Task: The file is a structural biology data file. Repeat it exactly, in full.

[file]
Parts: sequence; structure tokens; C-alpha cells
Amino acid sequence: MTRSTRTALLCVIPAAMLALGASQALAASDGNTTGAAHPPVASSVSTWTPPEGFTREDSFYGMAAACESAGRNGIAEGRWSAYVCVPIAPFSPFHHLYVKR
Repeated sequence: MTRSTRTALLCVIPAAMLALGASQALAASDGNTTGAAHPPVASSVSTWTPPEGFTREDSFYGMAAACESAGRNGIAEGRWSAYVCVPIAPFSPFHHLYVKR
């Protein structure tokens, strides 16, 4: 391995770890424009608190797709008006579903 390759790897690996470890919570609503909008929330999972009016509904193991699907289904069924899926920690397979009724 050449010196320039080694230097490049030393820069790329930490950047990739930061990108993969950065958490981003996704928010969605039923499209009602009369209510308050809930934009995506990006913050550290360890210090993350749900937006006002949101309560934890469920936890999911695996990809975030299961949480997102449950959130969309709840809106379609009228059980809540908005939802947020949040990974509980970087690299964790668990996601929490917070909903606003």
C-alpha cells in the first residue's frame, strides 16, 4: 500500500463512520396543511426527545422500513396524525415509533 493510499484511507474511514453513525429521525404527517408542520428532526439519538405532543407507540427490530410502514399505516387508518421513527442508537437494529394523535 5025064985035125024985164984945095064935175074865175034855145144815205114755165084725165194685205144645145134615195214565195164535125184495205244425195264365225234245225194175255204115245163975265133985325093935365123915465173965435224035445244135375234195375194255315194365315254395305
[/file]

Parts: sequence; structure tokens; C-alpha cells
Amino acid sequence: MTRSTRTALLCVIPAAMLALGASQALAASDGNTTGAAHPPVASSVSTWTPPEGFTREDSFYGMAAACESAGRNGIAEGRWSAYVCVPIAPFSPFHHLYVKR
Repeated sequence: MTRSTRTALLCVIPAAMLALGASQALAASDGNTTGAAHPPVASSVSTWTPPEGFTREDSFYGMAAACESAGRNGIAEGRWSAYVCVPIAPFSPFHHLYVKR
């Protein structure tokens, strides 16, 4: 391995770890424009608190797709008006579903 390759790897690996470890919570609503909008929330999972009016509904193991699907289904069924899926920690397979009724 050449010196320039080694230097490049030393820069790329930490950047990739930061990108993969950065958490981003996704928010969605039923499209009602009369209510308050809930934009995506990006913050550290360890210090993350749900937006006002949101309560934890469920936890999911695996990809975030299961949480997102449950959130969309709840809106379609009228059980809540908005939802947020949040990974509980970087690299964790668990996601929490917070909903606003």
C-alpha cells in the first residue's frame, strides 16, 4: 500500500463512520396543511426527545422500513396524525415509533 493510499484511507474511514453513525429521525404527517408542520428532526439519538405532543407507540427490530410502514399505516387508518421513527442508537437494529394523535 5025064985035125024985164984945095064935175074865175034855145144815205114755165084725165194685205144645145134615195214565195164535125184495205244425195264365225234245225194175255204115245163975265133985325093935365123915465173965435224035445244135375234195375194255315194365315254395305